Monday, March 6, 2023

Read in February 2023

My first finish of the month was Kurashi at Home: How to Organize Your Space and Achieve Your Ideal Life by Marie Kondo. I've read all of her previous books, and despite the sometimes woo-woo suggestions of thanking your items for their service, I really like her approach to decluttering. She doesn't tell everyone to get rid of all their stuff, but rather curate your home to only contain items that you love. For some people, that's more items than others. A lot of the content of this book was a repeat from her earlier writing, but I enjoyed the format with pictures and additional sections on constructing your idea morning and days. The promise of "achieving your ideal life" seems a little bit much though. 

I really should have given up on reading Winter Solstice by Rosamunde Pilcher. After reading and loving The Shell Seekers last year, I was excited to pick up all of Pilcher's other books. While Winter Solstice did have some cozy moments and settings, the premise was depressing and not much happens. There's a lot of question-and-answer type dialogue. I wasn't invested in any of the characters and I stalled out after a few hundred pages. I had bought a copy of the book though, and a part of me thought I was wasting my money if I didn't finish it, even though it was a slog. (One reason to buy fewer books!) I've heard September and Coming Home are better though, so fingers crossed I can recapture some Pilcher magic with those.

The Secret, Book, & Scone Society by Ellery Adams was recommended by a friend, and it turned out to be a cute cozy mystery. The main setting is a bookshop, with lots of mentions of baked goods, so it's hard to go wrong. The bookshop owner even lives in a train carriage tiny house! The mystery was a little silly as usual in this genre, but it was a fun read in general and I look forward to revisiting this series.

Man's Search for Meaning by Viktor E. Frankl was a random find at a library book sale last year. I'm trying to read more books that I own, and I picked this up because it was under 200 pages. The first part of the book is about Frankl's experience in concentration camps during the Holocaust. His account is horrifying, but takes a slightly different approach than other first-hand accounts of this time because of his background as a psychologist. He shares a lot about the mental state of concentration camp prisoners, which was something I hadn't heard a lot about. The first part of this book is definitely worth reading; the second half is about his psychological technique called "logotherapy" and wow, this all flew above my head. I'm sure if I had read it slowly and taken notes like I was in a college class, I could have figured it out. But it was way too academic for leisure reading, and I didn't get much out of it.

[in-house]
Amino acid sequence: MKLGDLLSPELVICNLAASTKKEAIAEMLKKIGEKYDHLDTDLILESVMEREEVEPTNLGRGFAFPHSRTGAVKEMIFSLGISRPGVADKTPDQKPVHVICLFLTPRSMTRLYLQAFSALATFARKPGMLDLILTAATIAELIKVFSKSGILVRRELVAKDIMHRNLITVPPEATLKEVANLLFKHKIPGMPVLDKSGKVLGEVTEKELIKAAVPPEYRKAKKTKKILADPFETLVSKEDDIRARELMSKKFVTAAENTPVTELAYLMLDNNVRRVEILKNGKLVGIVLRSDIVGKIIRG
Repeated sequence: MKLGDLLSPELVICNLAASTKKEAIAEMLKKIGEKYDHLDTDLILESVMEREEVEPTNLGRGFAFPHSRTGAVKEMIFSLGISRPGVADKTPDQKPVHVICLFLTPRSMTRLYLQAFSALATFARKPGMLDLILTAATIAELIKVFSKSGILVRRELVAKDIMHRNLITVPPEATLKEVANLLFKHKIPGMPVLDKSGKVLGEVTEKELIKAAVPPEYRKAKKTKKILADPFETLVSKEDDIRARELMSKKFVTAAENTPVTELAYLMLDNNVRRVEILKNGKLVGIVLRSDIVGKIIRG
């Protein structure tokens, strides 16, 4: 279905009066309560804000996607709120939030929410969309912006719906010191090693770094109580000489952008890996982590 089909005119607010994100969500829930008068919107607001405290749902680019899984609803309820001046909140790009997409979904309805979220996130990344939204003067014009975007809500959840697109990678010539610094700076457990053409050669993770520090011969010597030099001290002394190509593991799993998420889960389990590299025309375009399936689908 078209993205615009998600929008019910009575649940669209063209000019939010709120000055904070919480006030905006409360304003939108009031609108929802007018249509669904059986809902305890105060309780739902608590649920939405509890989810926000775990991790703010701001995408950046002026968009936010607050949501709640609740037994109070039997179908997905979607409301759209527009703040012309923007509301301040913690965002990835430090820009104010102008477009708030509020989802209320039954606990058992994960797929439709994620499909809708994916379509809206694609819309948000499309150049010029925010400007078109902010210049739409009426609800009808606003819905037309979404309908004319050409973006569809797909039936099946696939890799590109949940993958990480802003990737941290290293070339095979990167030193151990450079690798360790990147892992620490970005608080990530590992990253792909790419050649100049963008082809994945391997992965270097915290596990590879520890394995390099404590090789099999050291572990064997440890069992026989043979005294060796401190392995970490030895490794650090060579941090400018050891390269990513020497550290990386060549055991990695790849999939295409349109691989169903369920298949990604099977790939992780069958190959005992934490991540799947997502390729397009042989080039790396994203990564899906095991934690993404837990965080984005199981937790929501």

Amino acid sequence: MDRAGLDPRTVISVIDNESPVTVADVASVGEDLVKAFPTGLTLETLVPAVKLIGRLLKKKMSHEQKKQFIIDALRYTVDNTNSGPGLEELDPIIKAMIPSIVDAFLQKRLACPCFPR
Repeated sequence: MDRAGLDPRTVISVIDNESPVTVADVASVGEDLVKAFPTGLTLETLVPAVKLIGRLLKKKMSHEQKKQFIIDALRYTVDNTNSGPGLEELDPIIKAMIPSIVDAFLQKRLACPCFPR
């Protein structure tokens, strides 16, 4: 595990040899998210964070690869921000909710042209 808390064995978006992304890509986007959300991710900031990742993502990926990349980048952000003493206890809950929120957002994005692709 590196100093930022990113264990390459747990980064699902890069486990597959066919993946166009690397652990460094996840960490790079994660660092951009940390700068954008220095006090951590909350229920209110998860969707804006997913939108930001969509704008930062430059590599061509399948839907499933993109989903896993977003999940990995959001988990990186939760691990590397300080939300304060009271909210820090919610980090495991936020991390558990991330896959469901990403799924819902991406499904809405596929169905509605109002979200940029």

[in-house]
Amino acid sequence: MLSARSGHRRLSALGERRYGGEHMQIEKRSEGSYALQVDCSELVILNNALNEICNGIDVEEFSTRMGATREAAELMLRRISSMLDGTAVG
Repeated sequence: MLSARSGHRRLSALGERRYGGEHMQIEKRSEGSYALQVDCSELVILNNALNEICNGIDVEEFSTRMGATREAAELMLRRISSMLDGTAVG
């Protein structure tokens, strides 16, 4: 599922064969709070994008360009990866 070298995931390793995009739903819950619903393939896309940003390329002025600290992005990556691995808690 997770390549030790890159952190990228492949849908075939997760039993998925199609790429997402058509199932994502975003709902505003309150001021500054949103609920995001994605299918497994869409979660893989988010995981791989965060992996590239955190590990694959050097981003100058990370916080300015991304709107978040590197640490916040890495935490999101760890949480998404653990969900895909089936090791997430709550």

I was an early adopter of Goodreads, so I have things on my TBR shelf from 2008 - yes, the 2008 that was 15 years ago! At the beginning of the year I decided to either read these books or take them off my list by the end of the year. Miracle in the Andes by Nando Parrado and Vince Rause was terrifying and amazing. This is the story of the plane crash that occurred in the early 1970s that was the inspiration behind the move Alive. A rugby team, friends, and family crashes in the mountains, and initially there are a good amount of survivors. Searches called off and surrounded by snowy mountains, there is absolutely nothing to eat, so they quickly resort to cannibalism to survive. After nearly 10 weeks two survivors (one being the author) manage to traverse a 17,000 foot mountain and 45 miles of rugged terrain, with no supplies, to find help. I read a lot of survival memoirs, but this was HARROWING. It's one of the most awful situations I can imagine a person being in. This book gets five stars, but I only recommend it if it's something you can mentally handle.

The Trapped Girl by Robert Dugoni is the fourth book in the Tracy Crosswhite series, and my favorite so far. A crab fisherman snags a crab pot that contains the body of a dead woman. There were lots of twists and turns as Tracy and the other investigators try to identify her and what happened. I highly recommend this whole series if you're looking for a police procedural/mystery with great characters.

Last year I read Swimming Lessons by Claire Fuller and absolutely loved her writing style. Bitter Orange by Claire Fuller was my next read of hers, and while I didn't like it as much as Swimming Lessons, there was a lot to love. First of all, however, this book is not a "twisty page turner" as the blurb on the cover claims. The pacing is quite slow and I can see how that may put some people off. As expected the writing is gorgeous and the sense of place is particularly strong. I was transported to a falling-down mansion in the sweltering summer in England. The story definitely had gothic overtones. If you're looking for a slow, atmospheric read that will transport you, you'll enjoy this one.

I also had one DNF (did not finish): Sapiens by Yuval Noah Harari. I really wanted to read more educational nonfiction this year, but honestly I was just bored. I also question the credentials of the author, who has a doctorate in philosophy, not anthropology or biology. There was one section early on where he argues that the agricultural revolution was a bad thing because it brought too many people together to spread disease. He claims that being a hunter/gather was actually better, and even though life expectancy was around 30, that's actually skewed because so many children died, bringing down the average. Uh, not convincing me. I'll take my living children and gardens, thanks.